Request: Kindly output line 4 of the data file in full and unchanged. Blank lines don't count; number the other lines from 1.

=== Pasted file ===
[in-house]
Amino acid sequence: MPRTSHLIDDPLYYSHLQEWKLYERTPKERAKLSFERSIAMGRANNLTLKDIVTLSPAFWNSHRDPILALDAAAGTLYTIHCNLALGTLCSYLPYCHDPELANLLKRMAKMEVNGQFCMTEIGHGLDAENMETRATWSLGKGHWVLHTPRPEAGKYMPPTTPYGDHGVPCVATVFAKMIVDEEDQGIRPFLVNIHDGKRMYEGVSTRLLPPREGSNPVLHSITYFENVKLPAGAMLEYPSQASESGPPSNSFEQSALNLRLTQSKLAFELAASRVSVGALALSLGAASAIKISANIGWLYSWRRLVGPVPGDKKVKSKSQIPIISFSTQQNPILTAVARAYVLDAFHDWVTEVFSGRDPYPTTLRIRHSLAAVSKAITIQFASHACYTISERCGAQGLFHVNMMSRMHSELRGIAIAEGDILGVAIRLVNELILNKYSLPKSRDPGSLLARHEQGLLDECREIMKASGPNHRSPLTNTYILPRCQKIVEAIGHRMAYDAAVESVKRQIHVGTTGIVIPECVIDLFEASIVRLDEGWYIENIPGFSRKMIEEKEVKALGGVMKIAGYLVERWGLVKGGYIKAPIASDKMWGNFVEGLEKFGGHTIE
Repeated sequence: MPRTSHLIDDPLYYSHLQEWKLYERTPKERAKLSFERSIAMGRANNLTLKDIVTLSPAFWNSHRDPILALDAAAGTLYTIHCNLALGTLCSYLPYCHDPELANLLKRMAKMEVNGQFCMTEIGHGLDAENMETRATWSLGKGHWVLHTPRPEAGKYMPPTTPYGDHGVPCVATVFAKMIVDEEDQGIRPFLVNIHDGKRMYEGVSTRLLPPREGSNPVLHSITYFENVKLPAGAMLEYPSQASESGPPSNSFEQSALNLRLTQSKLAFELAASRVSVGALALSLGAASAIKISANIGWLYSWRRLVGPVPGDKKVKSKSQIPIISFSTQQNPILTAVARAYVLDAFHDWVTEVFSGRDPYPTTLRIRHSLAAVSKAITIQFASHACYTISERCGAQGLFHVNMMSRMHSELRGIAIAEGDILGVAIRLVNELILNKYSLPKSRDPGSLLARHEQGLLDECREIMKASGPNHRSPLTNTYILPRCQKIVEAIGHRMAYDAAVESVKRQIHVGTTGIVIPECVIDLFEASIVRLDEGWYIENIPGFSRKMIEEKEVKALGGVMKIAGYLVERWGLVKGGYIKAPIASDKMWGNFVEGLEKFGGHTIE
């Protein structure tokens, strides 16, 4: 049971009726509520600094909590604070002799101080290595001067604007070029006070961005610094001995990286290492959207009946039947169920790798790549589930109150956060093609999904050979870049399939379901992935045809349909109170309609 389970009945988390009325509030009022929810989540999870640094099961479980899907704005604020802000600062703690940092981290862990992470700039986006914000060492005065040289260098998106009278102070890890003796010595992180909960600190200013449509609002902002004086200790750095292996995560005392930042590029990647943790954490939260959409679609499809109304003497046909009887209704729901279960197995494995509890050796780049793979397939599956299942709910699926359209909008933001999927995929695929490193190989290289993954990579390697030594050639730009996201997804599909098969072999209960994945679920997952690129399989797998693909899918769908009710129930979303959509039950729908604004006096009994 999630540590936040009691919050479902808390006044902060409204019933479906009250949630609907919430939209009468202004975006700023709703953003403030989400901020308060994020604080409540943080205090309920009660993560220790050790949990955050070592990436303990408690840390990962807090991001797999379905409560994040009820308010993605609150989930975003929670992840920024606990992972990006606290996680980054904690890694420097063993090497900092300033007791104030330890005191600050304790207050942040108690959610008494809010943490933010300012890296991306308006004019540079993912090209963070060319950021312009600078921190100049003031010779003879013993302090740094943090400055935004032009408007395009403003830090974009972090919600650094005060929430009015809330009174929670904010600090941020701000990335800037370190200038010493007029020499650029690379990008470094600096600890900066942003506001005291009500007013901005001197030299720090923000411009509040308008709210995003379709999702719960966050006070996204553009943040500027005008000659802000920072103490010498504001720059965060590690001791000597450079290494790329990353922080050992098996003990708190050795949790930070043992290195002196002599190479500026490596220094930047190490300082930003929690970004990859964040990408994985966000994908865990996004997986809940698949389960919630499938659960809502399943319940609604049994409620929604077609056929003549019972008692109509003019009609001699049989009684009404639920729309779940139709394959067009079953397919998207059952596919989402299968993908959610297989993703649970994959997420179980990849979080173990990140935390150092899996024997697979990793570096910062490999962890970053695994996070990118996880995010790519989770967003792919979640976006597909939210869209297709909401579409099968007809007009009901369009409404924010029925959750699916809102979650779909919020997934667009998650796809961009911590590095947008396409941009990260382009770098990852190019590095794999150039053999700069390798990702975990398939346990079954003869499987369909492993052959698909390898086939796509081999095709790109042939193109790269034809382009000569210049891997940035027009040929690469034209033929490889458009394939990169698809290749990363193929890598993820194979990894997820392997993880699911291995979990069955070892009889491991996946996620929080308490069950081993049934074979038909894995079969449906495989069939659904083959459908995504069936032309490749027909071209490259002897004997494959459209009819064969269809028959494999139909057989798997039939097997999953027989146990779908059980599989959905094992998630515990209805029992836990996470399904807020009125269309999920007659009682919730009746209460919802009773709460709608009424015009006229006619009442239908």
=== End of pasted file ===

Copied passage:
């Protein structure tokens, strides 16, 4: 049971009726509520600094909590604070002799101080290595001067604007070029006070961005610094001995990286290492959207009946039947169920790798790549589930109150956060093609999904050979870049399939379901992935045809349909109170309609 389970009945988390009325509030009022929810989540999870640094099961479980899907704005604020802000600062703690940092981290862990992470700039986006914000060492005065040289260098998106009278102070890890003796010595992180909960600190200013449509609002902002004086200790750095292996995560005392930042590029990647943790954490939260959409679609499809109304003497046909009887209704729901279960197995494995509890050796780049793979397939599956299942709910699926359209909008933001999927995929695929490193190989290289993954990579390697030594050639730009996201997804599909098969072999209960994945679920997952690129399989797998693909899918769908009710129930979303959509039950729908604004006096009994 999630540590936040009691919050479902808390006044902060409204019933479906009250949630609907919430939209009468202004975006700023709703953003403030989400901020308060994020604080409540943080205090309920009660993560220790050790949990955050070592990436303990408690840390990962807090991001797999379905409560994040009820308010993605609150989930975003929670992840920024606990992972990006606290996680980054904690890694420097063993090497900092300033007791104030330890005191600050304790207050942040108690959610008494809010943490933010300012890296991306308006004019540079993912090209963070060319950021312009600078921190100049003031010779003879013993302090740094943090400055935004032009408007395009403003830090974009972090919600650094005060929430009015809330009174929670904010600090941020701000990335800037370190200038010493007029020499650029690379990008470094600096600890900066942003506001005291009500007013901005001197030299720090923000411009509040308008709210995003379709999702719960966050006070996204553009943040500027005008000659802000920072103490010498504001720059965060590690001791000597450079290494790329990353922080050992098996003990708190050795949790930070043992290195002196002599190479500026490596220094930047190490300082930003929690970004990859964040990408994985966000994908865990996004997986809940698949389960919630499938659960809502399943319940609604049994409620929604077609056929003549019972008692109509003019009609001699049989009684009404639920729309779940139709394959067009079953397919998207059952596919989402299968993908959610297989993703649970994959997420179980990849979080173990990140935390150092899996024997697979990793570096910062490999962890970053695994996070990118996880995010790519989770967003792919979640976006597909939210869209297709909401579409099968007809007009009901369009409404924010029925959750699916809102979650779909919020997934667009998650796809961009911590590095947008396409941009990260382009770098990852190019590095794999150039053999700069390798990702975990398939346990079954003869499987369909492993052959698909390898086939796509081999095709790109042939193109790269034809382009000569210049891997940035027009040929690469034209033929490889458009394939990169698809290749990363193929890598993820194979990894997820392997993880699911291995979990069955070892009889491991996946996620929080308490069950081993049934074979038909894995079969449906495989069939659904083959459908995504069936032309490749027909071209490259002897004997494959459209009819064969269809028959494999139909057989798997039939097997999953027989146990779908059980599989959905094992998630515990209805029992836990996470399904807020009125269309999920007659009682919730009746209460919802009773709460709608009424015009006229006619009442239908």